Setting up Simple Financial Management Anchorage AK

Sometimes you don’t need a lot of money to start a business. What you need instead is good financial management. If you plan carefully, control spending, and monitor the money that comes into your business and the money that goes out, you can prevent a monetary emergency later.

Mr. Michael R. Hanrahan, CFP®
(907) 276-0457
PO Box 92843
Anchorage, AK
Firm
Hanrahan & Associates, LLC.
Areas of Specialization
Accounting, Business Succession Planning, Divorce Issues, Education Planning, General Financial Planning, Retirement Planning, Small Business Planning

Data Provided by:
Mr. Michael W. Shamburger, CFP®
(907) 646-7374
3601 Cst, Suite 600B
Anchorage, AK
Firm
Foundations Asset Management

Data Provided by:
Ms. Nancy L. Blunck, CFP®
(907) 276-1900
1407 W 31st Ave Ste 303
Anchorage, AK
Firm
Blunck Financial

Data Provided by:
Mr. William B. Stokes, CFP®
(907) 646-0900
7750 King St
Anchorage, AK
Firm
Stokes Financial Services,LLC
Areas of Specialization
Comprehensive Financial Planning, Education Planning, Insurance Planning, Long-Term Care, Retirement Planning, Wealth Management
Key Considerations
Average Net Worth: $500,001 - $1,000,000

Average Income: $100,001 - $250,000

Profession: Self-Employed Business Owners

Data Provided by:
Mr. Michael J. Bruno, CFP®
(907) 261-3421
500 W 36th Ave Ste 100
Anchorage, AK
Firm
AlaskaUSA Financial Planning & Investment Services
Areas of Specialization
Asset Allocation, Budget Development, Business Succession Planning, Charitable Giving, Comprehensive Financial Planning, Education Planning, Estate Planning

Data Provided by:
Mr. Jason J Longlet, CFP®
(907) 263-5716
2550 Denali Street
Anchorage, AK
Firm
Morgan Stanley Smith Barney
Areas of Specialization
Education Planning, Retirement Income Management, Retirement Planning
Key Considerations
Average Net Worth: $500,001 - $1,000,000

Average Income: $100,001 - $250,000



Data Provided by:
Erin Hall Meade, CFP®
(907) 564-6603
3601 C Street, Penthouse
Anchorage, AK
Firm
Merrill Lynch

Data Provided by:
Mr. Charles M. Adams Jr., CFP®
(907) 261-5944
3000 A Street
Anchorage, AK
Firm
UBS Financial Services

Data Provided by:
Luke Merriner, CFP®
(907) 257-0216
3900 C St Ste 502
Anchorage, AK
Firm
Wells Fargo Advisors, LLC
Areas of Specialization
Comprehensive Financial Planning, Employee and Employer Plan Benefits, Retirement Income Management, Wealth Management

Data Provided by:
Ms. Helen M. Sedlacek, CFP®
(907) 278-8878
3601 C Street
Anchorage, AK
Firm
Mikunda Cottrell & Co CPAs

Data Provided by:
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Setting up Simple Financial Management

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Don't Launch Your Start-Up Until You Have the Finances Under Control
By Nora Caley

Sometimes you don’t need a lot of money to start a business. What you need instead is good financial management. If you plan carefully, control spending, and monitor the money that comes into your business and the money that goes out, you can prevent a monetary emergency later.

Besides preventing disaster, there are other reasons for sound financial management. If you know how much money your business is making and where the money is going, that can help you estimate your future profits. By making accurate projections, you will be able to decide whether you should expand your business. Your well-organized and accurate financial records might help you get a loan or other funding.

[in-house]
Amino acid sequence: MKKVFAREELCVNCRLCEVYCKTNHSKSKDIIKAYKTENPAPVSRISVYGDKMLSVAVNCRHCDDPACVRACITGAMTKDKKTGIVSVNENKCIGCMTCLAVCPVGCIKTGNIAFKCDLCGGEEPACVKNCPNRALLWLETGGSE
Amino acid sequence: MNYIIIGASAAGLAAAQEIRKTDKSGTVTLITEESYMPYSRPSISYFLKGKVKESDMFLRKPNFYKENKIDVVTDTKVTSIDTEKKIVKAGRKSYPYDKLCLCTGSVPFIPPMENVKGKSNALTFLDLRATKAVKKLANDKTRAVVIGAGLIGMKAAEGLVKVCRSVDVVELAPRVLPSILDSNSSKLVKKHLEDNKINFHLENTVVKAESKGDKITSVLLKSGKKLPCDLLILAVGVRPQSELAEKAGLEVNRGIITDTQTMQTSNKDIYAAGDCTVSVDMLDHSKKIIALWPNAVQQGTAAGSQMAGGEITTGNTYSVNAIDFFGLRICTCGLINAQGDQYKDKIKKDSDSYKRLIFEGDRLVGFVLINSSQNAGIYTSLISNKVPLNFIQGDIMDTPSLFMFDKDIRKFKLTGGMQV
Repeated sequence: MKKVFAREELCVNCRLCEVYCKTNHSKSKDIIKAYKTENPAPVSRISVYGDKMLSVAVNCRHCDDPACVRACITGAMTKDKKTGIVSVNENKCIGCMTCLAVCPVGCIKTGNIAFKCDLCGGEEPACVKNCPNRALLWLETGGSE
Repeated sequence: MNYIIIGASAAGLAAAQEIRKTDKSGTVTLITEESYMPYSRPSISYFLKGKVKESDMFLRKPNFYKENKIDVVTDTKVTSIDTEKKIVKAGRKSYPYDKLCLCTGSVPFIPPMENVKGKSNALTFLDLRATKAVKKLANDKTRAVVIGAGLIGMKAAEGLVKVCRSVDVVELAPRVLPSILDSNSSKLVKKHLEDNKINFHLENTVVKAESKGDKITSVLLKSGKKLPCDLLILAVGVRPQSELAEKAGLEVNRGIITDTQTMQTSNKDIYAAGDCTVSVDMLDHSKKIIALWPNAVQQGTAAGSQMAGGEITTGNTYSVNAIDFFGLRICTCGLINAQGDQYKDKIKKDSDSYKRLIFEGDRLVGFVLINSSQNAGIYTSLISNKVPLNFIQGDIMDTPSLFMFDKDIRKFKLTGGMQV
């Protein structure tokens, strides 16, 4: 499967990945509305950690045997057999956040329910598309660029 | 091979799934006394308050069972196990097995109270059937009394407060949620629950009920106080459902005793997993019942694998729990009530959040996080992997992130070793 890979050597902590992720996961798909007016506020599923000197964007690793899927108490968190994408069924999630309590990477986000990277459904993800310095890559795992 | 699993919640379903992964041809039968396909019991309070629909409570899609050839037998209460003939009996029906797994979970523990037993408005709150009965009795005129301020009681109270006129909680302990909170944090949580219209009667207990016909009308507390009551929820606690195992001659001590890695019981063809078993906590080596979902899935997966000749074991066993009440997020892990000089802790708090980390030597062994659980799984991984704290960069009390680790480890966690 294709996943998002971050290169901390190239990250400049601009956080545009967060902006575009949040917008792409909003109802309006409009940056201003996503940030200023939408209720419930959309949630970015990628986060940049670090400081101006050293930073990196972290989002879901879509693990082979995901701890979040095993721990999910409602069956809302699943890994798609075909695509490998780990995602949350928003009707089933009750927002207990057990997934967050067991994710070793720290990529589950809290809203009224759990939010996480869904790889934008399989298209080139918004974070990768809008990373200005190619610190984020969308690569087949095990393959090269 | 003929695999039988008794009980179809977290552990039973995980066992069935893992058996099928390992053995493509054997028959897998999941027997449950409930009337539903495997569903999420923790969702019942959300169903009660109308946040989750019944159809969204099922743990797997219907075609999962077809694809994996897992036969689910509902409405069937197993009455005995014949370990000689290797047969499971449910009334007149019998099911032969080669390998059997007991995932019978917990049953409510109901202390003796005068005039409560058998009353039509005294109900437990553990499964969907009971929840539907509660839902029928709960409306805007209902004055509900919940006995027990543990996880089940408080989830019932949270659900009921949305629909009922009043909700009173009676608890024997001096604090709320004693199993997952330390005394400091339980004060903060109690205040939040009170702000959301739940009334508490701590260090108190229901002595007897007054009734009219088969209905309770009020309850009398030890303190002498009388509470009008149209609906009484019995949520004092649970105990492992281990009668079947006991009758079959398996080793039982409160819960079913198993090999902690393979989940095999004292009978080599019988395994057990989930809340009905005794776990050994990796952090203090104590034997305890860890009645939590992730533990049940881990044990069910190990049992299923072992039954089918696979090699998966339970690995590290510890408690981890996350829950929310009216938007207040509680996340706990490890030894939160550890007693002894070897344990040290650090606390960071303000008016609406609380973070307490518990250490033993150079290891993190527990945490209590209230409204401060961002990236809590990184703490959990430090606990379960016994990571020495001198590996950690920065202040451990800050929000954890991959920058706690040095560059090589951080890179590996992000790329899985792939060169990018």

Financial management also makes it easier for you to pay taxes. If you are a sole proprietor or you are self employed, you don’t get paychecks with taxes withheld. Instead, you have to pay estimated taxes four times a year, and financial management makes it easier to figure out how much to pay.

Another reason to maintain good financial management is the analysis helps you see whether your business is succeeding. Sometimes when a business fails it’s not due to a lack of sales, but the inability of the business owner to control how much money the company spends, and how quickly the company gets paid for the products and services it sells. Proper financial management will help you keep track of these important details.

Getting Started

First, make sure you separate your business funds from your personal funds. That means different credit cards for your business and your household, and separate checking accounts.
If you have written a business plan, you might already have a projection of your business’s income and expenses for at least the first year. You can use this part of your plan as a guide for the more detailed financial plan you will write.

If you didn’t write a business plan, or if the financial pages of your plan didn’t include a lot of specifics, then write a cash flow analysis for your business. Start with a spreadsheet. If you have Microsoft Excel, set up a spreadsheet in which the column headings are months, and the rows show money in and money out.

The first row should be Cash On Hand. That’s your starting point, the money you have in the business checking account. The next few rows could have titles such as Cash Sales, Collections from Credit Accounts, and Other Cash Injection. On the bottom of that section, put a row called Total Cash. This section shows cash you actually have, not customers’ payments that you expect will arrive in the mail or be deposited into your account soon.

The next rows show the cash paid out. These rows include purchases of raw materials or ingredients, office supplies, advertising, gas mileage, shipping, and other categories. Don’t forget to include loan payments, credit card fees, and checking account fees. On th...

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